Lab technician extracts DNA for whole genome sequencing at the Colorado Department of Public Health and Environmentals Molecular Science Laboratory in Denver. (AP Photo/P. Solomon Banda)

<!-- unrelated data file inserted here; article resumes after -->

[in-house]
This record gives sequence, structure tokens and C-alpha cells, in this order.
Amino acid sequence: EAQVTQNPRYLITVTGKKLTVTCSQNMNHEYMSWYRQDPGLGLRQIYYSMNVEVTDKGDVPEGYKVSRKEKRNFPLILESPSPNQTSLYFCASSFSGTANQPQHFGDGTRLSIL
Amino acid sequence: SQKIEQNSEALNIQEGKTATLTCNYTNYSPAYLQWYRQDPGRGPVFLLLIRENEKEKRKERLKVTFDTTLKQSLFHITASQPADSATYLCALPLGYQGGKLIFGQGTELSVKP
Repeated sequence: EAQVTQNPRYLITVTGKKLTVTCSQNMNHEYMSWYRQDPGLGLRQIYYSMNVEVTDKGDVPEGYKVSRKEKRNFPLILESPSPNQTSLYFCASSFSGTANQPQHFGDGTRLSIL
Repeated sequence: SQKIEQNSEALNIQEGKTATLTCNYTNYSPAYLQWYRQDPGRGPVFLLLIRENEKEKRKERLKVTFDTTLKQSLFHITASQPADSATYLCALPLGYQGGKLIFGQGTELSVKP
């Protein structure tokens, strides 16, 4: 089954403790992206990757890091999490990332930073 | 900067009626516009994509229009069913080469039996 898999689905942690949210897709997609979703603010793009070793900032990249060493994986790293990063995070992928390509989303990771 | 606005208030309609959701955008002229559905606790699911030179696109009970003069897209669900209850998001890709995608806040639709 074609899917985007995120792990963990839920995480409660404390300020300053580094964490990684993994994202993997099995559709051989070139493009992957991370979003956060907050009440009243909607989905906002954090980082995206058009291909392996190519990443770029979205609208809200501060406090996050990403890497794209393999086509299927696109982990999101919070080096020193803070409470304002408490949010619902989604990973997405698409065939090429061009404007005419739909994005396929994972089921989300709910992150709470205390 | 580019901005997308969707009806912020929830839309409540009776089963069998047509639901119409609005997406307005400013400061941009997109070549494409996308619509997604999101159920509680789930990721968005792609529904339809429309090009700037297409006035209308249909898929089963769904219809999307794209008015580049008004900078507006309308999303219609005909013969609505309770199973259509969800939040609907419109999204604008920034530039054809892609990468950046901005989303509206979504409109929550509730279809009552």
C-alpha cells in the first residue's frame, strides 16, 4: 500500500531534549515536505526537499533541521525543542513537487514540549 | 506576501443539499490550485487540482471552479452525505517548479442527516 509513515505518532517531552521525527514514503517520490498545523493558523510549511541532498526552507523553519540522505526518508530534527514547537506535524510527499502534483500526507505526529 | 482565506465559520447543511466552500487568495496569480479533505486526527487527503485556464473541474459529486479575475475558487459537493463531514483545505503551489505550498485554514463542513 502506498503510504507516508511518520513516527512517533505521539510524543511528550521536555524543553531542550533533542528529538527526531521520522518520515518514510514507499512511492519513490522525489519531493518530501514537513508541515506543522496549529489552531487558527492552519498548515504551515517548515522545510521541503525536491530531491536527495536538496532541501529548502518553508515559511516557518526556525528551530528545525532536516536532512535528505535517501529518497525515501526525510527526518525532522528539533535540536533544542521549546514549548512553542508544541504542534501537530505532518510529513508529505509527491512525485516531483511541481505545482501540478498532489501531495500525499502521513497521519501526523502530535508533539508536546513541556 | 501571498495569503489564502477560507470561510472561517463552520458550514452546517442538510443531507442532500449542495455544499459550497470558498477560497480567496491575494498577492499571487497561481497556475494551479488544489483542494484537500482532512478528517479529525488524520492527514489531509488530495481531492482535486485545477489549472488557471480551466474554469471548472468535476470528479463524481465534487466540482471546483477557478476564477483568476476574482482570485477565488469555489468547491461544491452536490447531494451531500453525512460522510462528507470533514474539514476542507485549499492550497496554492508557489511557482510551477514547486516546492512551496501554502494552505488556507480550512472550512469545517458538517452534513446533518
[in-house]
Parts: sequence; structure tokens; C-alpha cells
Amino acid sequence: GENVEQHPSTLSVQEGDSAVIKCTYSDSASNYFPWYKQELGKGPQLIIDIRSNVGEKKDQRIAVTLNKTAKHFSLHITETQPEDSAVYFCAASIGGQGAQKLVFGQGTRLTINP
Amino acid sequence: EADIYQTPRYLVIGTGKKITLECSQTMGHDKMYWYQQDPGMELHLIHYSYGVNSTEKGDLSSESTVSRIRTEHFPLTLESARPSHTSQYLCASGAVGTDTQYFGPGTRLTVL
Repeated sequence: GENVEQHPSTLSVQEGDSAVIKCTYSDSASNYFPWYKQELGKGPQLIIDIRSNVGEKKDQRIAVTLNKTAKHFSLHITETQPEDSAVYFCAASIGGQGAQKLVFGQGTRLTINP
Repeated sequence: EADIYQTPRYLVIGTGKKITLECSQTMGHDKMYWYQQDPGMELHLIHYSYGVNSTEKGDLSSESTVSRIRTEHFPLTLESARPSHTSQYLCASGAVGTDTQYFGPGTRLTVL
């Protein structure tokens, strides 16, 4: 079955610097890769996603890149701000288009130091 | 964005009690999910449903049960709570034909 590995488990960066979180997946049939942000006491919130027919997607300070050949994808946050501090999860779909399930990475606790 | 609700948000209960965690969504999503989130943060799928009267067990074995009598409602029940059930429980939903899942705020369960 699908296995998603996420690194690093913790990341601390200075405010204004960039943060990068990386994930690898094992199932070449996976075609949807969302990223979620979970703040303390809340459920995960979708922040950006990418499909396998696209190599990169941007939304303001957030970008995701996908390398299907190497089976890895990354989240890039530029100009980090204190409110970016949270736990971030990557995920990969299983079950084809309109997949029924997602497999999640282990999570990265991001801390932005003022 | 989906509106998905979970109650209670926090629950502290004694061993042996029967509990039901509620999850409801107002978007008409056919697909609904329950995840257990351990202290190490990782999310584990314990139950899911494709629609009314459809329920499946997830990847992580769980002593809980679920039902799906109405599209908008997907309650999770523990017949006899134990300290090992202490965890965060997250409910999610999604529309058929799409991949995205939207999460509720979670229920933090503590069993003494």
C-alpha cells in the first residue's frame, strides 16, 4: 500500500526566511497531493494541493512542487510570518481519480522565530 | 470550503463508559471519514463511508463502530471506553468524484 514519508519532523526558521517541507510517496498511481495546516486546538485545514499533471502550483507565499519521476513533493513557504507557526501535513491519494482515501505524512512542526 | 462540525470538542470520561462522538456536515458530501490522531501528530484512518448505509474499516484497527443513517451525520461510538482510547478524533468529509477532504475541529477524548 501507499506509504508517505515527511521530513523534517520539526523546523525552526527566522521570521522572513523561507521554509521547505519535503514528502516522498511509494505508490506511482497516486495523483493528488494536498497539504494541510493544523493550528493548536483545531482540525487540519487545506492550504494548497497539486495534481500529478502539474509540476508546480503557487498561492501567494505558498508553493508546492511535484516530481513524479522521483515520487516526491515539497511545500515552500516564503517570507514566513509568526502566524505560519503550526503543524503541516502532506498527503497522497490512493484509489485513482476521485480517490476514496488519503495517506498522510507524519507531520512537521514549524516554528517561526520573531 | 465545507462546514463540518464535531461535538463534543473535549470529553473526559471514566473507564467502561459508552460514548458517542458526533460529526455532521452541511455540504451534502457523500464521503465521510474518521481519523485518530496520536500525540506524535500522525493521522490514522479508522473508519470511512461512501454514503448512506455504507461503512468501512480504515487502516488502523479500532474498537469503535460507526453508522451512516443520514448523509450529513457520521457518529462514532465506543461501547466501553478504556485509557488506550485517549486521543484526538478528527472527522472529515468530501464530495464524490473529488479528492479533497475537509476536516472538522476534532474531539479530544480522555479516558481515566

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By the end of this year, labs in all 50 states are expected to also be using genetic sequencing for much more common causes of food poisoning outbreaks, including salmonella and the E. coli bacteria linked to recent lettuce outbreak.That means the number of identifiable outbreaks are likely to explode even if the number of illnesses don't.It estimates that 48 million Americans get sick -- and 3,000 die -- from food poisoning each year.From 1983 to 1997, only five listeria outbreaks were identified in the United States. They were obvious and large -- with a median of 54 cases per outbreak.Since whole genome sequencing began, the CDC says it's catching more listeria outbreaks with a food source identified.Through whole genome sequencing, investigators discovered about three dozen people had been sickened.Then whole genome sequencing helped find and confirm illnesses.It was used in the current investigation of E. coli bacteria found in romaine lettuce grown in Arizona, which has sickened at least 84 people in 19 states, according to a CDC update released Wednesday.
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